This first part of Being Julia is exceedingly problematic. The film apparently intends to display how Julia is always acting, how she has buried and refuses to let out all her real emotions, thus making their appearance in the later part of the film an important turning point and catharsis for the character. It does this relatively well (as Julia gives a tearful speech to one of her backers, her assistant sardonically mouths the words along with her), but the film also apparently intends to contrast Julia with Tom. The suggestion is that Tom is unable to mask his feelings at all under acting, something Julia actually comments on at one point. However, this turns out not to be the case, making the suggestion confusing. What’s more, Evans’ acting is rather bad, coming across as grating whenever he is called upon to present an emotion. Presumably this is at least partially intentional, to give the idea that Tom is bad at hiding his feelings behind acting. But the fact is that he does succeed in tricking Julia, which makes the whole gimmick unnecessary – and a gimmick this hard to watch needs to be necessary.

Julia proceeds to find out that not only is Tom sleeping with Avice, so is Michael – and this causes her to lose it and begin working on her plan to exact revenge. It’s a little hard to forgive Julia’s hypocrisy until we realize that she isn’t mad at Michael for cheating on her, she’s mad at Avice for (seemingly) stealing both her men. This motivation leads Julia to a hilariously executed stage performance in which she humiliates her rival, thus proving that she is capable of harnessing emotions rather than faking them and that she is still the finest actress in town. Despite the fact that Julia never really becomes a likable character, the perfectly-executed humor of the film’s final act goes a long way toward salvaging what was previously a frequently tedious and unpleasant affair.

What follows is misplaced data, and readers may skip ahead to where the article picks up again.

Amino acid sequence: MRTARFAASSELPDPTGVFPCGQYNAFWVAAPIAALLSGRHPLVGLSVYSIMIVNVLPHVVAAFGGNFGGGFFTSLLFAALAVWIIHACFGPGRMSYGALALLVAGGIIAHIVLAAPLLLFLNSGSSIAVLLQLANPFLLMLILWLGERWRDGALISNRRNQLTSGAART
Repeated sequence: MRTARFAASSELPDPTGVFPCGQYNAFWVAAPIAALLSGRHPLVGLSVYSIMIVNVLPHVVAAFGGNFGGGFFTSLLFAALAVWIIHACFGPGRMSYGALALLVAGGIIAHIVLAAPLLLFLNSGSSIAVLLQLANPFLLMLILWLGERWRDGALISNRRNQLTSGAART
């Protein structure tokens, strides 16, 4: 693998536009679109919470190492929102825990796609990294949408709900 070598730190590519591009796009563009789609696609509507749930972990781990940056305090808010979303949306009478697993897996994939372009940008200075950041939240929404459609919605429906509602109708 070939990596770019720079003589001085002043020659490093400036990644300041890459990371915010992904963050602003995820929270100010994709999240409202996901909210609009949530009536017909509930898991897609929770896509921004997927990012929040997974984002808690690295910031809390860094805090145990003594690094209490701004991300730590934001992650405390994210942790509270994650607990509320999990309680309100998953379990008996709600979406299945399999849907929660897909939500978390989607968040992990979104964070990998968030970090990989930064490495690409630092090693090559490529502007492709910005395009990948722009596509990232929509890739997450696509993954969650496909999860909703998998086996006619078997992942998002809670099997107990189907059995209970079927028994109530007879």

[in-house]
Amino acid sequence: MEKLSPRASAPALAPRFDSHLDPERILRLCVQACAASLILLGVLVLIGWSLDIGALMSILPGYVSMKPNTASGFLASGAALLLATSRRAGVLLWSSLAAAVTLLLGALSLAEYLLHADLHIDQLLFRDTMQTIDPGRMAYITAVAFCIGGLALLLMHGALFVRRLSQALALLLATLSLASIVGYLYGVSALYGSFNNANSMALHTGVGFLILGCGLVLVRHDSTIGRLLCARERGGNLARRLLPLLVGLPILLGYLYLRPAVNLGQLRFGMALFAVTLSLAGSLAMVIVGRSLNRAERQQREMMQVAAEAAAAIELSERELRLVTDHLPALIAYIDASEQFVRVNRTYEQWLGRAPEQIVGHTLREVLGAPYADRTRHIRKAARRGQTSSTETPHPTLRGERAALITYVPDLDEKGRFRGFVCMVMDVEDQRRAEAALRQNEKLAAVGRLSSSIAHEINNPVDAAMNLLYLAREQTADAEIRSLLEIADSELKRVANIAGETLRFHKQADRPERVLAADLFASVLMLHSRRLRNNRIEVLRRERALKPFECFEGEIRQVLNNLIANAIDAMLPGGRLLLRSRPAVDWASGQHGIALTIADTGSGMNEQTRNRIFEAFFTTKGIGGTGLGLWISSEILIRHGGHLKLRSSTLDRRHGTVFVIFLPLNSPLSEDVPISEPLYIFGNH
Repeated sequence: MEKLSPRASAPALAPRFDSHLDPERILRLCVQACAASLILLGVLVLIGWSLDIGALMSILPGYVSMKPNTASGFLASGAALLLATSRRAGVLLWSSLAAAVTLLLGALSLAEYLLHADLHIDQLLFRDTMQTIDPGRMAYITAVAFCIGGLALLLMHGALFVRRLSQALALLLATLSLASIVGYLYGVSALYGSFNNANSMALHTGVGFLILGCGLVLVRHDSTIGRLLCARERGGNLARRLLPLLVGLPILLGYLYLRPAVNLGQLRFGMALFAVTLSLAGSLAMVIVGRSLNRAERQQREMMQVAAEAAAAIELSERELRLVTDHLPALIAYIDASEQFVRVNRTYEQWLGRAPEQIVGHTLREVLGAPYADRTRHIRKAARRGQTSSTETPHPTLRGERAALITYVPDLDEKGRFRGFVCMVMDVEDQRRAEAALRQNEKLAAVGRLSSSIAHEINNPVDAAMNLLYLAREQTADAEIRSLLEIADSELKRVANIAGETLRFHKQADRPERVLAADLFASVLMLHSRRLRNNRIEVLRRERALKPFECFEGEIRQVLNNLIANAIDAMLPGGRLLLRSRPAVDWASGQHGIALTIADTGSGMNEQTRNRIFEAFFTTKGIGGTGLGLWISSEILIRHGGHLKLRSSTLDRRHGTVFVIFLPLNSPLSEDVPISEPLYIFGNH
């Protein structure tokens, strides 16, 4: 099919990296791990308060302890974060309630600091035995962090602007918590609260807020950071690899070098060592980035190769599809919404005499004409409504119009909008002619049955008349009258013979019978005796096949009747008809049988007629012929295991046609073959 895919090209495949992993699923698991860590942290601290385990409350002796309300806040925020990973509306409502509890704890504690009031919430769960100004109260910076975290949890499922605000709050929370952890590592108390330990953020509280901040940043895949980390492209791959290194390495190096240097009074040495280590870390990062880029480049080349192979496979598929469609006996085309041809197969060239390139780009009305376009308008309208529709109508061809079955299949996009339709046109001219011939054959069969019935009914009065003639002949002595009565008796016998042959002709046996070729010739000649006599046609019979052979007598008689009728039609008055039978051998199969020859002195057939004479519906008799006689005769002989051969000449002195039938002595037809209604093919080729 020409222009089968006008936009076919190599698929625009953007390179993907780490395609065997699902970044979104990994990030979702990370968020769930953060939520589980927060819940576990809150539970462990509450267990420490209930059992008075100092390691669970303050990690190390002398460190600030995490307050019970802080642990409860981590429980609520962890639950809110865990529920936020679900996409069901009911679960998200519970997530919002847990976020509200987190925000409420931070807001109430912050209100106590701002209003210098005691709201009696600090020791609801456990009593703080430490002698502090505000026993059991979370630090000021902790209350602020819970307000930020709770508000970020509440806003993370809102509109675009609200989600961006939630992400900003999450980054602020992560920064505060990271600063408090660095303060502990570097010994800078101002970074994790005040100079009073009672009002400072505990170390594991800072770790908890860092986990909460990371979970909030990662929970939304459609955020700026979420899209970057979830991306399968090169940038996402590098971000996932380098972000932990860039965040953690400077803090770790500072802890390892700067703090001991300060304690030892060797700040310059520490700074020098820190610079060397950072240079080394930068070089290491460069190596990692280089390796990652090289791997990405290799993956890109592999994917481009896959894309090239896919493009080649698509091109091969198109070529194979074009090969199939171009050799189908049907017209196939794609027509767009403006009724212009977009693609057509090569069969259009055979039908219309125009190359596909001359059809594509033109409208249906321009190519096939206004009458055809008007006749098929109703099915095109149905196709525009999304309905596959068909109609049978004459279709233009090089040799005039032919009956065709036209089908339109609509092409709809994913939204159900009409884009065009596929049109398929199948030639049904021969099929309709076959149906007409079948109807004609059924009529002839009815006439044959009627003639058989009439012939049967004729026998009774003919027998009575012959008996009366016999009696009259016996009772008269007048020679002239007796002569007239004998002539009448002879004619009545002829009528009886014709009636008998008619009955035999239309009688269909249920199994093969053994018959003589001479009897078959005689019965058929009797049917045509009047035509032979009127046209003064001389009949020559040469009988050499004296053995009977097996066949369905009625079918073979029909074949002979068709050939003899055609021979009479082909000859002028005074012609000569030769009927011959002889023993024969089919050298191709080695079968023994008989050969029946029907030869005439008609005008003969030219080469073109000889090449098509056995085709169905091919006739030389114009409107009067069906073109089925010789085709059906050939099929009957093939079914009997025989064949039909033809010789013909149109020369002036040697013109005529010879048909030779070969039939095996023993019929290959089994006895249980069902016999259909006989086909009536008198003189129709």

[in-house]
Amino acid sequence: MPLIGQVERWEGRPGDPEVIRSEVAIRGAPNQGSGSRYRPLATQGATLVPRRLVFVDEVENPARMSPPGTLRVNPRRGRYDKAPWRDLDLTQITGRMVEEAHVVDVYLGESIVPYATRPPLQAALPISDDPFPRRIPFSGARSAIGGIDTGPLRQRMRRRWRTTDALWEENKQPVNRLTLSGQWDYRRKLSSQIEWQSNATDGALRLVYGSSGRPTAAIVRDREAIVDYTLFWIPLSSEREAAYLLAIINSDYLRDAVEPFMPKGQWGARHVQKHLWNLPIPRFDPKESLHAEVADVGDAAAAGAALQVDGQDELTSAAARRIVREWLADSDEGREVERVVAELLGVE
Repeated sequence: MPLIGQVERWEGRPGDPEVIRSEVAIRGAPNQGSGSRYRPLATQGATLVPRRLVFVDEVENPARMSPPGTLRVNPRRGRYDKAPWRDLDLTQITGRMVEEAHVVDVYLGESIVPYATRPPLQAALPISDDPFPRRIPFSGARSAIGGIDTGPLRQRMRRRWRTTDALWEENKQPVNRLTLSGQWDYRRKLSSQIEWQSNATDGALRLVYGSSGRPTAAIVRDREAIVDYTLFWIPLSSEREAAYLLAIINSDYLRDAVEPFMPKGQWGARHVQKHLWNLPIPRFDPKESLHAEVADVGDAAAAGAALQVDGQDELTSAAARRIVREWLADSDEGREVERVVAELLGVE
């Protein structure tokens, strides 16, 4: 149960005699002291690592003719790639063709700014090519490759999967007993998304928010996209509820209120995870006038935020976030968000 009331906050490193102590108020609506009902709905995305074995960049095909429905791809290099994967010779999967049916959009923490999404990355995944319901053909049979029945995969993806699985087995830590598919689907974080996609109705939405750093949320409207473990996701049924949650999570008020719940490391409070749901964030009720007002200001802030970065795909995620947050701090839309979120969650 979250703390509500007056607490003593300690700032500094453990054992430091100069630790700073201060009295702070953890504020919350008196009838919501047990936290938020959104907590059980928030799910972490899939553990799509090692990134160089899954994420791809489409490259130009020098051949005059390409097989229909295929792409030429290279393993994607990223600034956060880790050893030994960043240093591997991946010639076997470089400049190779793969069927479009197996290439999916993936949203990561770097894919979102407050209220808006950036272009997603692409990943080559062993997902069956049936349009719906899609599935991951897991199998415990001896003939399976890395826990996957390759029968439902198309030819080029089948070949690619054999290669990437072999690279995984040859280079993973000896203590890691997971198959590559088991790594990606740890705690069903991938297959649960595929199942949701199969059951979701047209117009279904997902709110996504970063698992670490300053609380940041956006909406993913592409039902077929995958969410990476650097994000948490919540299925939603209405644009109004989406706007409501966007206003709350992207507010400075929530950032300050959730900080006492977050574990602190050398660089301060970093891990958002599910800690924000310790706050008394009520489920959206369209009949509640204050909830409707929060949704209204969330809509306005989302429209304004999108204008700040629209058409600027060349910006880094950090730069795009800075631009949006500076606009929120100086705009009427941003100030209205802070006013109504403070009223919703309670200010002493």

A lot of this is attributable to Bening. I don’t know if she was Oscar-worthy, but she does a good job capturing her character’s drama queen nature – any time she presents an emotion, the audience is forced to decide whether it believes her or not. The gusto with which she dismantles Avice onstage at the end of the film is well-played; it is Bening’s work that keeps Julia from ever becoming truly unlikable, despite the fact that it is rarely easy to sympathize with her either. Irons helps the proceedings as well, delivering one of the funniest dry-British-gentleman performances since Daniel Day-Lewis in A Room with a View two decades ago. (Those who caught his “I hope they missed” ad-lib at the Oscars will know how well he can pull off a character like this.)